The “Demands” of Discipline, Part 2

In the last post, readers were invited to add Demanding as one of the “grades” to earn on their Effective Discipline Report Card. (As a reminder, the “Cs” on the Effective Discipline Report Card are for being, Calm, Clear, Confident, Compassionate and Connected).

Stop asking “Okay?” and ask  “Do you understand?”

Diane Wagenhals, Program Director, Master Trainer, Curricula Writer, Researcher, Mother and Grandmother Development

Demanding means that parents accept their responsibility to tell children things they must do.

Knowing they have the right and responsibility to demand that their children do certain things can empower parents, knowing they do not need the child’s approval. Demanding doesn’t have to be harsh or rigid, as we will discuss when we get to the “Fs” of the report card, which speaks of being flexible when disciplining.

After disciplining, stop asking “okay?”

A key word for parents to stop using when demanding that children do something is adding, “Okay?” after stating what is expected.

  • “You need to get into your pajamas now, okay?”
  • “We are going to need to leave the playground in five minutes, okay?”

That little word “Okay?” may imply that the parent is open for negotiation and is looking for the child’s approval.

For children, it may imply that they have the right to say “No to a demand and may see it more as a negotiable request in which they have a say.

Parents may switch to the phrase, “Do you understand?” which usually is what they mean by “Okay?” 

If parents have had struggles with children following a demand they have made, they can add to the interaction, “Tell me what you are going to do so we both know you understand.”

Parents can also think about whether compliance with the demand needs to be immediate or if there is some flexibility about when something must happen. “You must clean up all the crayons right now” versus “All the crayons must be cleaned up before you can watch any TV.”

Parents can show that they are compassionate even as they demand certain things:

  • Yes, I understand that you don’t want to stop playing your game. It’s hard to stop when you’re having fun! But I need you to…. Do you understand? Tell me when… has to happen so I know we both are clear.”
  • Parents can also incorporate countdowns when demanding a shift in behavior.  This is especially helpful with younger children. The parent might say things like, “You need to be ready to go in five minutes.”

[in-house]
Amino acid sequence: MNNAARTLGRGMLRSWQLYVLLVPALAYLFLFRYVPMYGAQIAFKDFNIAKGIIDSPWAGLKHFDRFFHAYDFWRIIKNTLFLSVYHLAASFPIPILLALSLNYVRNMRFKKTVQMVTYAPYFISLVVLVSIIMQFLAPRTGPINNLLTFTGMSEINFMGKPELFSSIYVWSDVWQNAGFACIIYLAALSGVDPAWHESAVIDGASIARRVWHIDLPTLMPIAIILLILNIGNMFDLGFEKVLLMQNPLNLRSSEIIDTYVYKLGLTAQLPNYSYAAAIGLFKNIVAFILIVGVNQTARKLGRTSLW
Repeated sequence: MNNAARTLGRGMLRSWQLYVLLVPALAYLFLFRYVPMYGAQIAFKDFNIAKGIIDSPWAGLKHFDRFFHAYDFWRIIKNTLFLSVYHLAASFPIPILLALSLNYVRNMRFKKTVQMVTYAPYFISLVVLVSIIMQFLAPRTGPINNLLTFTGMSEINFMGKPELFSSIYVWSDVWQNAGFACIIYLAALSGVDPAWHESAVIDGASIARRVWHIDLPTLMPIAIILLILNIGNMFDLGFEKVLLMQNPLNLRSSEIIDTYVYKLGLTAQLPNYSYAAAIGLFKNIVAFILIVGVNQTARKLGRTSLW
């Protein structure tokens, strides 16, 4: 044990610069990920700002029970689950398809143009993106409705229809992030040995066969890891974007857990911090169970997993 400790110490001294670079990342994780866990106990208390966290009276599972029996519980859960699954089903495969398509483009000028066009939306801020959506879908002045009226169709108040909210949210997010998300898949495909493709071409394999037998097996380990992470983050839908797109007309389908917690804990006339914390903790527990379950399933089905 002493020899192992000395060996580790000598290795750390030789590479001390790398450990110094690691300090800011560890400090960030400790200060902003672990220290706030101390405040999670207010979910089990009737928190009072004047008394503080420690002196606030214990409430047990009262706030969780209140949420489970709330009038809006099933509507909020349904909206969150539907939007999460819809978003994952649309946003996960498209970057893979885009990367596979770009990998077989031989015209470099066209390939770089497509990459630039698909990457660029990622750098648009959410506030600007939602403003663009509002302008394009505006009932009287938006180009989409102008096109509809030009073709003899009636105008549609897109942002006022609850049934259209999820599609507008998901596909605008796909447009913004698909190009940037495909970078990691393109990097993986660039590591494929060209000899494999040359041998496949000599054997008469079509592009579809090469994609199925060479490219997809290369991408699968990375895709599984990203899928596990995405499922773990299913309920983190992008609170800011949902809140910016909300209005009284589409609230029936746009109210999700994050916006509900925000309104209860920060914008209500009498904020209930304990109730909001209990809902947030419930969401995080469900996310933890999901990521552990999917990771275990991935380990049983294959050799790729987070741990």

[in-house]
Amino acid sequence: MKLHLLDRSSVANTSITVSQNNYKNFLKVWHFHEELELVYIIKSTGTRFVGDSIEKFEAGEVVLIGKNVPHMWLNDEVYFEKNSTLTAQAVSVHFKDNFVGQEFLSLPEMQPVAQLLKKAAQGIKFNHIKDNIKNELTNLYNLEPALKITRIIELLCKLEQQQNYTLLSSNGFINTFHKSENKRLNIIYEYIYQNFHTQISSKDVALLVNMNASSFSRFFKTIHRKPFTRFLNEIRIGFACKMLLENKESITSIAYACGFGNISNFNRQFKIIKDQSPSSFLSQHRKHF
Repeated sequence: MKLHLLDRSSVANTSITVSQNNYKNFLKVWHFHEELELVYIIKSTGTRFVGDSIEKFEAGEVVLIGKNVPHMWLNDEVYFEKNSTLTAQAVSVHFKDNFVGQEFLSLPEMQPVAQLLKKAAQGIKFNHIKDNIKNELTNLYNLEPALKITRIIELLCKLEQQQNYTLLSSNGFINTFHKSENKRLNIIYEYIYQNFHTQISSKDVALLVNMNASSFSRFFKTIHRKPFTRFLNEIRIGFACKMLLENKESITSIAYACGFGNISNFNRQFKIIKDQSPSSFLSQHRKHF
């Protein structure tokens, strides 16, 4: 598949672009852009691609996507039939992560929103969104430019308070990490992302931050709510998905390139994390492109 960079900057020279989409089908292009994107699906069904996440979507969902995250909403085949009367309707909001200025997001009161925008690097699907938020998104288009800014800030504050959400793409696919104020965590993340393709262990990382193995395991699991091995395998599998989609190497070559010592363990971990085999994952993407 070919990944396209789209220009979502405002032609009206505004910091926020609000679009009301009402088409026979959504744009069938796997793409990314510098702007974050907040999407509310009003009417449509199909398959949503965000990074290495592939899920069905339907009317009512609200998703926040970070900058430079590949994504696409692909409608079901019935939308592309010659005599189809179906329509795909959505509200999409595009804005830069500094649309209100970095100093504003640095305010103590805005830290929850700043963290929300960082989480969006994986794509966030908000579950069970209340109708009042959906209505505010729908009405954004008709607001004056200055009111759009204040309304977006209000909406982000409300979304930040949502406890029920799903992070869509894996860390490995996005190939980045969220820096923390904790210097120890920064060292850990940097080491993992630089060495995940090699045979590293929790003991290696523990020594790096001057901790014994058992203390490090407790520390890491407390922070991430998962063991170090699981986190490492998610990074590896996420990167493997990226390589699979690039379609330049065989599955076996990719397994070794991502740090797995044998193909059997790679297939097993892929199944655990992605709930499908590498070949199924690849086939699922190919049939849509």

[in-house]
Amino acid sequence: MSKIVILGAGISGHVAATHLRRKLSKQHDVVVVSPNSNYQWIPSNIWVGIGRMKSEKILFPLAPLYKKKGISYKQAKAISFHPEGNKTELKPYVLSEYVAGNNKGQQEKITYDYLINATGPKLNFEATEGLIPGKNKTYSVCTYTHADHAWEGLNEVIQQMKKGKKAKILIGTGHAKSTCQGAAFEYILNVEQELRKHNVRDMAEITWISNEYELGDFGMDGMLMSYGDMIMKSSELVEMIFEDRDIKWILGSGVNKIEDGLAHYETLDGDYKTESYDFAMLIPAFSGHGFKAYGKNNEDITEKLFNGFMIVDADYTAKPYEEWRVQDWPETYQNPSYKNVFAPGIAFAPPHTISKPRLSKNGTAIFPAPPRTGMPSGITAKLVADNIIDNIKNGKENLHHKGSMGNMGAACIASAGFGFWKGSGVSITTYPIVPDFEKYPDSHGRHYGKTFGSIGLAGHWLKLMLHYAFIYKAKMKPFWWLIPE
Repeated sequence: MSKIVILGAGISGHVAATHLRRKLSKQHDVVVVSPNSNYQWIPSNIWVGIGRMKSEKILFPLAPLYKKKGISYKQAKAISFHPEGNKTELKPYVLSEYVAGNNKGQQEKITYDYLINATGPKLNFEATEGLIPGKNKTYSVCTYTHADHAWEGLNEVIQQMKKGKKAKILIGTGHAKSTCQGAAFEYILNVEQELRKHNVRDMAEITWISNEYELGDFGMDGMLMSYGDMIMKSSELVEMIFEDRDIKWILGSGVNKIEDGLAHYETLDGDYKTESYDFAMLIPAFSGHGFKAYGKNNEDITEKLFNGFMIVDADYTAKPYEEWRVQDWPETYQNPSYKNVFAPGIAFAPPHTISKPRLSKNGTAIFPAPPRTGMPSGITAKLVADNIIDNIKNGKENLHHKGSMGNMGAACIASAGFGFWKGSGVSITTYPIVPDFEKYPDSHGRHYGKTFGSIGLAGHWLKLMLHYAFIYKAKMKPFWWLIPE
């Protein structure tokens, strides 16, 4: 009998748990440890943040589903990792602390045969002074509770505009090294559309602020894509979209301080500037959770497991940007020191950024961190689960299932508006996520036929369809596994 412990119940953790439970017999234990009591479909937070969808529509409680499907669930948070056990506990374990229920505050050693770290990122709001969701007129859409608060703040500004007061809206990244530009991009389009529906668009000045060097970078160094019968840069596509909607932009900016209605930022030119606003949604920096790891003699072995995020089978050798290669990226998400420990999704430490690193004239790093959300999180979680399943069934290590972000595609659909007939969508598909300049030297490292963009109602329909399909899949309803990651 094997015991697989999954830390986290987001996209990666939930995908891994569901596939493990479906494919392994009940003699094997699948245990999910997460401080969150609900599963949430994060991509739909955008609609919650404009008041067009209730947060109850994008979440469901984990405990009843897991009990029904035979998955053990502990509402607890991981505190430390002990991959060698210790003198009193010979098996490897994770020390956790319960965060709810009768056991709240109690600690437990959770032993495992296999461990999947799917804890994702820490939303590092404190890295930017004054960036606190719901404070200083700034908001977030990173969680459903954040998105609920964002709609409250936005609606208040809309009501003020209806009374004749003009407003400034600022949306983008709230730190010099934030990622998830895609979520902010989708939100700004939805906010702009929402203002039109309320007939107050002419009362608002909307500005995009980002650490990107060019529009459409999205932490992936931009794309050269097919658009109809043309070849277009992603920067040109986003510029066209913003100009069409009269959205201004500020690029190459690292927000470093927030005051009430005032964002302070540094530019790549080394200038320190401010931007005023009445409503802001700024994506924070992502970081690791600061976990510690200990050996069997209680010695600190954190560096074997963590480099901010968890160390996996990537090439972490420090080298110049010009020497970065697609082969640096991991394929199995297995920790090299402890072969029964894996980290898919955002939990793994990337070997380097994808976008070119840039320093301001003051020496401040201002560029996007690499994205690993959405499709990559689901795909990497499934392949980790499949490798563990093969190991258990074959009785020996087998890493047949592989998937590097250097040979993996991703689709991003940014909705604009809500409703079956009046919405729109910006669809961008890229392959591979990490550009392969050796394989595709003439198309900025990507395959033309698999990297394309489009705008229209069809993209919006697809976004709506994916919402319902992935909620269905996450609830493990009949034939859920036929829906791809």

• “It’s been two minutes and we will be leaving in three minutes.”
  • “Okay, we now have one minute until we have to leave.”

As the authors in Black Parenting state: “Transitions between activities often provoke tantrums and because small children love routines and consistency, it’s important to give them time to prepare for change. Countdowns and goodbyes work amazingly well in helping young children move from one activity to the next.” [Page 117]

Parents need to have a plan for how they will respond if children defy them.

Children need to know that demands are expected to be met. If they are not met, parents are prepared to impose appropriate consequences that ensure the child understands they are required to do something.

It’s expected that they will, in fact, do it and that parents will respond appropriately if they do not comply.

Invitation to reflect:

  1. To what extent are you able to accept your responsibility to demand things from your child as part of being an effective disciplinarian?
  2. Can you see the logic behind not using the question “Okay?” and switching to “Do you understand?”
  3. Do you have a plan for how you will respond if your children refuse your demands?

Diane Wagenhals, Director of Institute for Professional Education and Development, Lakeside Educational Network


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